Lawmakers Need to Listen to Workers: Reject the PRO Act and Keep App-Based Work Independent

National App-Based Work Alliance Will Advocate for Solutions That Preserve Worker Independence and Access to Benefits

By Ayanna B.

My career as a chef came to an abrupt end after a car accident left me unable to work long hours or do heavy lifting. That also meant that I needed to find a new line of work that would give me a bit more control over exactly how many hours I was working each day and allow me the freedom to adjust based on how I am feeling physically.

That’s when I signed up to shop with Instacart. The flexibility meant that I can easily work whenever I am feeling good, and not worry about logging off if I need to rest. Even better, it lets me stay close to the food industry while being able to help and serve others, which was something I loved about being a chef.

It all comes back to flexibility, though. I’ve found that I’m a happier person with a flexible schedule since I don’t feel tied down. If I didn’t have that independence, it would be a lot harder to keep doing what I do since I need to be able to stop and rest from time to time. If I was forced to work hours that limited my ability to do that, I’d lose a big piece of what I love about this work. That may happen, however, if the Senate passes the PRO Act, which has already passed the House of Representatives.

Thanks to the bill’s severely limited definition of what makes someone an independent contractor, a lot of app-based workers like me fear that we would end up being classified as employees. Once that happens, we would lose much of the control we have over our schedules, and app-based workers would be forced to decide whether we want to continue without the freedom and flexibility that makes our work so attractive to so many people.

Like me, being able to keep your own hours is what brings a lot of people into app-based work to begin with, and could take away access to this work for many of us.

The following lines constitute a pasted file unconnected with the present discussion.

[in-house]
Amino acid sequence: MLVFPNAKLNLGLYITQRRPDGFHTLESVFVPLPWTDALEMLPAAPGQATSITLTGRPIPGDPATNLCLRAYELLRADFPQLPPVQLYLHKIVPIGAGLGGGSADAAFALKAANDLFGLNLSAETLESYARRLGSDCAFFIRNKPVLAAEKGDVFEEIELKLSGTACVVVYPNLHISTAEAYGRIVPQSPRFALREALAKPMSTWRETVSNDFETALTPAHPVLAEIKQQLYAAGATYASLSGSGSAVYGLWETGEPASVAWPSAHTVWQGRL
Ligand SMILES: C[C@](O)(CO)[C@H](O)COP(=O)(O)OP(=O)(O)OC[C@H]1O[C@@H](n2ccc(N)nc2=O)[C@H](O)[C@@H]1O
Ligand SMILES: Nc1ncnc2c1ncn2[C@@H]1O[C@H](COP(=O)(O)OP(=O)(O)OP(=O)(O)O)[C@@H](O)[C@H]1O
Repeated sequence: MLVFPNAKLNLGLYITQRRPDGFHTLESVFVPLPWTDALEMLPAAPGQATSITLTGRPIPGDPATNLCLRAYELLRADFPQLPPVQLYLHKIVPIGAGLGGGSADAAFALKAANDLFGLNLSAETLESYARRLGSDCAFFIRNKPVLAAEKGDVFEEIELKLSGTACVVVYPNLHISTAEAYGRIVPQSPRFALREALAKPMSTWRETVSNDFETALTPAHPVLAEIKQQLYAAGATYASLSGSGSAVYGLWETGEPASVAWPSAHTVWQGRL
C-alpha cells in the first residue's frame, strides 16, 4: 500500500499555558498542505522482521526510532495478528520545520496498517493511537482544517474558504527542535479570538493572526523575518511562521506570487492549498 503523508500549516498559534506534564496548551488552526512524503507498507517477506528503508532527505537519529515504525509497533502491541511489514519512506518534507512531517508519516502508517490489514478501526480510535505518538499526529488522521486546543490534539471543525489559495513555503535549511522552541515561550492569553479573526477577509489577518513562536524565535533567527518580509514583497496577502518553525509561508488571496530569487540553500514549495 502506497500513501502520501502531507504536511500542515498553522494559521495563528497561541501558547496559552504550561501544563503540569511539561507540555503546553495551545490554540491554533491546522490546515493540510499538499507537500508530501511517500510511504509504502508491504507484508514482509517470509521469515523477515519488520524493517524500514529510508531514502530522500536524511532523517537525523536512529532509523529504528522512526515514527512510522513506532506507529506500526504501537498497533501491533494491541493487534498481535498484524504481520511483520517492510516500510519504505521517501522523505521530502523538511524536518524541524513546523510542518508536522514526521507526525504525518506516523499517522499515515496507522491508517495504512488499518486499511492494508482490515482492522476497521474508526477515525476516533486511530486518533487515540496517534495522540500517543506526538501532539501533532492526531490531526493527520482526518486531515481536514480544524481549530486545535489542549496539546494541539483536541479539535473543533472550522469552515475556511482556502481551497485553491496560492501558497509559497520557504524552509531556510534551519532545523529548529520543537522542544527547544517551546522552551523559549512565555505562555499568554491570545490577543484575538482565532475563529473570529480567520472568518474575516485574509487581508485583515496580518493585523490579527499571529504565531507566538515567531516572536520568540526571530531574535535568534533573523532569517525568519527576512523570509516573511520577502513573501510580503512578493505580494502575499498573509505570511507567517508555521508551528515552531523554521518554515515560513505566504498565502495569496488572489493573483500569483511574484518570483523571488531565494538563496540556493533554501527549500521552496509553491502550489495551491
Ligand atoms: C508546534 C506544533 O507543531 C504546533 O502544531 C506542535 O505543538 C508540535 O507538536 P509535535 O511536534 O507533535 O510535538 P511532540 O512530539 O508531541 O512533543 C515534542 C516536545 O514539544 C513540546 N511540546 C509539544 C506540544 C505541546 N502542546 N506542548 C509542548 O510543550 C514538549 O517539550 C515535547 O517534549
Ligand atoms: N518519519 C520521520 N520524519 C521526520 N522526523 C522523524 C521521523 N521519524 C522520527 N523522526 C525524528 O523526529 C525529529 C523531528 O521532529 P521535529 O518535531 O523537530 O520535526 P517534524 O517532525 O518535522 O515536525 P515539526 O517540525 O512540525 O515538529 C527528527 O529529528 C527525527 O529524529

That's why I was surprised to learn that Sens. Warnock and Ossoff cosponsored the bill, instead of working to protect independent workers like me. If the bill passes and is signed into law, I fear it would change the way many people work, and app-based workers across the country may not be able to continue doing it at all.

Shopping for Instacart allowed me to pivot my career after my accident while still doing work that I love. I treat each delivery as if I’m shopping for my own family, and I love how it introduces me to so many new people in my community. It’s clear to me that what I’m doing matters to them, especially throughout the pandemic when many people needed to stay home as much as possible. I want to keep doing this because of those interactions, which make me feel like I’m helping people who truly need it.

The easiest way to help ensure that I can continue doing this work, as well as to make sure app-based workers everywhere aren’t forced out of work they love, is to stop the PRO Act from passing the Senate. Otherwise, app-based workers will be facing a new level of uncertainty as they figure out whether it’s still right for them. We need our lawmakers to listen to us and help keep that from happening.

Ayanna B. is an Instacart shopper from Fayetteville, Georgia.